Rescue from flooding
(Photo credit: Florida National Guard / Flickr)

From broken buildings to uprooted trees, extreme weather can leave behind a lot of visible damage. But there is invisible damage, too. Many survivors face mental health struggles after a storm.

“They’ve experienced traumatic loss, fear, displacement. It’s very traumatizing, and that’s an abnormal feeling,” says social worker Darcy Abbott. “And people need reassurance that it’s normal to feel that way – an abnormal event has occurred – and that there’s resources and support there … and that they will be resilient and they will get through this.”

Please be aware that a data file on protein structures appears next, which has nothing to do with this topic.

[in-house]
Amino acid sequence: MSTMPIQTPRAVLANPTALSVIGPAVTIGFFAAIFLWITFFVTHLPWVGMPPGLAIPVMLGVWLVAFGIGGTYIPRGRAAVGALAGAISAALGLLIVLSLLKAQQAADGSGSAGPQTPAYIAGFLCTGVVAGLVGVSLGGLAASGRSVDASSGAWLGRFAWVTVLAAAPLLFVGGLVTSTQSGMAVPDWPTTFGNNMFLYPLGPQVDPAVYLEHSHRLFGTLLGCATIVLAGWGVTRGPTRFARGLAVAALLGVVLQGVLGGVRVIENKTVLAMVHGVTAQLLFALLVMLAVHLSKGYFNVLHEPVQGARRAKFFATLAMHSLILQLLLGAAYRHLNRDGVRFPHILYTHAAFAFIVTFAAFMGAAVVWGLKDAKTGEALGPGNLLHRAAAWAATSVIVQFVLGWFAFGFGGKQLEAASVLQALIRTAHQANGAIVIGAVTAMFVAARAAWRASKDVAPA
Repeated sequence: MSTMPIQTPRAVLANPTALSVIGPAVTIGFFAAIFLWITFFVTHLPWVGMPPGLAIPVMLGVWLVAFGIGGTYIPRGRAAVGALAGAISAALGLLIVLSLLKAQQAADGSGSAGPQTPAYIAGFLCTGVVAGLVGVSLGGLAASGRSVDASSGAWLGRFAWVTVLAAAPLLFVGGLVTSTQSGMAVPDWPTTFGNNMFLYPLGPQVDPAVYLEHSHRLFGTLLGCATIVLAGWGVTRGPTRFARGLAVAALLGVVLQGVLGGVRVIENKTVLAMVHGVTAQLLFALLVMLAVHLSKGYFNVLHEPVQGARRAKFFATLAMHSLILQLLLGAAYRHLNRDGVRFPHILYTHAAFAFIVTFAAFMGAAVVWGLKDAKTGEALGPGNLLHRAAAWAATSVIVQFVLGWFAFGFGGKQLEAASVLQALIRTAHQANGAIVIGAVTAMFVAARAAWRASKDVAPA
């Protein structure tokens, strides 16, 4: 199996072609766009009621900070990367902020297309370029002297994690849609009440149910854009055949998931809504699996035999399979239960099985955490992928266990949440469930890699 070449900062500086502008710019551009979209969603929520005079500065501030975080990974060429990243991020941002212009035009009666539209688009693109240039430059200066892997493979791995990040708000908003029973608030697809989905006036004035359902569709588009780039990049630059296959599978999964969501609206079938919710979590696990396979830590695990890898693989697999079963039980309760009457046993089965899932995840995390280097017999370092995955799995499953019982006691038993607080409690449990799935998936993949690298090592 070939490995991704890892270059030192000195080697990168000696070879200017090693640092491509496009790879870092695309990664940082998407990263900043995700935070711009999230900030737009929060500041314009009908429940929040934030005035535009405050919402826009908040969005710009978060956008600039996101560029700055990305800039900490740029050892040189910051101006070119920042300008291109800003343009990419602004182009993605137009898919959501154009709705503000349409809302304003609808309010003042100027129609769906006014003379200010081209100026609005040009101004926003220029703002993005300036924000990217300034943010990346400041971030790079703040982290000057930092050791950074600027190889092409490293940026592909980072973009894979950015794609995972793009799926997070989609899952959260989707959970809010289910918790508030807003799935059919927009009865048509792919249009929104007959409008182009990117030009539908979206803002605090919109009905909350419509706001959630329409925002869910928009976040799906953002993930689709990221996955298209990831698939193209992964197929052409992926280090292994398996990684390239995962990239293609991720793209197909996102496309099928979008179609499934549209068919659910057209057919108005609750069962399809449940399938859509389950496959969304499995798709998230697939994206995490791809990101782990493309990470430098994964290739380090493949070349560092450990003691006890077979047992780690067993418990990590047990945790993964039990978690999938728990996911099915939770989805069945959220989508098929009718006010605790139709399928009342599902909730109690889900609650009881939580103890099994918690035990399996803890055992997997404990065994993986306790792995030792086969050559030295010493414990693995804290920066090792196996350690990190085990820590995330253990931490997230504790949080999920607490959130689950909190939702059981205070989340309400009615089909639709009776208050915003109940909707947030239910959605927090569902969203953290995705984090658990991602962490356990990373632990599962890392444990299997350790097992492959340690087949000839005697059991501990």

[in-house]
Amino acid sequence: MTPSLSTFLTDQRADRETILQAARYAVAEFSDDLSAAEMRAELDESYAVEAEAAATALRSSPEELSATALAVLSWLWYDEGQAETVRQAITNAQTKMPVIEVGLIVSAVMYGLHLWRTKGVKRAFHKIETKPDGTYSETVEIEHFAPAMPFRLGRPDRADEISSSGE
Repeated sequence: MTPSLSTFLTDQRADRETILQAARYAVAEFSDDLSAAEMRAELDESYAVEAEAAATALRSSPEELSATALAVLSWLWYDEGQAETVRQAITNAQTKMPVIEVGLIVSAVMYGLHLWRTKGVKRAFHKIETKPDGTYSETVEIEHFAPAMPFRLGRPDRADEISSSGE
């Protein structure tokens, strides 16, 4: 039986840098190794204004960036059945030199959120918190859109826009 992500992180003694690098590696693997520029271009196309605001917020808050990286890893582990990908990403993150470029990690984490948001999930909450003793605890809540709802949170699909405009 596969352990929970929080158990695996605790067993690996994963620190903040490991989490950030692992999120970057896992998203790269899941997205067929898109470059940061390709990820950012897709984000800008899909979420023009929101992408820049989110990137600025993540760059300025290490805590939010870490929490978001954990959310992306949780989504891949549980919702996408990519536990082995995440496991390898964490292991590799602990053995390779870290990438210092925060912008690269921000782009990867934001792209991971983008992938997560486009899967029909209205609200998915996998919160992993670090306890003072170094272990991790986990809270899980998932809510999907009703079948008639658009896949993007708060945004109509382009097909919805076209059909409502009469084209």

Abbott became the mental health coordinator for disaster recovery at the Florida Division of Emergency Management last year.

After an event such as a hurricane, her job is to work with state agencies, relief organizations, and private counselors to coordinate services so that the state can respond to residents’ needs during the recovery process.

Abbott says that her position is unique. Other states have mental health coordinators, but Florida is the first to connect the role with emergency management.

And in a state vulnerable to hurricanes and rising seas, the role will be crucial as the climate changes.

Reporting credit: Stephanie Manuzak/ChavoBart Digital Media.

Diana Madson contributed regularly to Yale Climate Connections from 2014 to 2021. She enjoys exploring U.S.-based stories about unexpected and innovative solutions to climate change. In addition to her...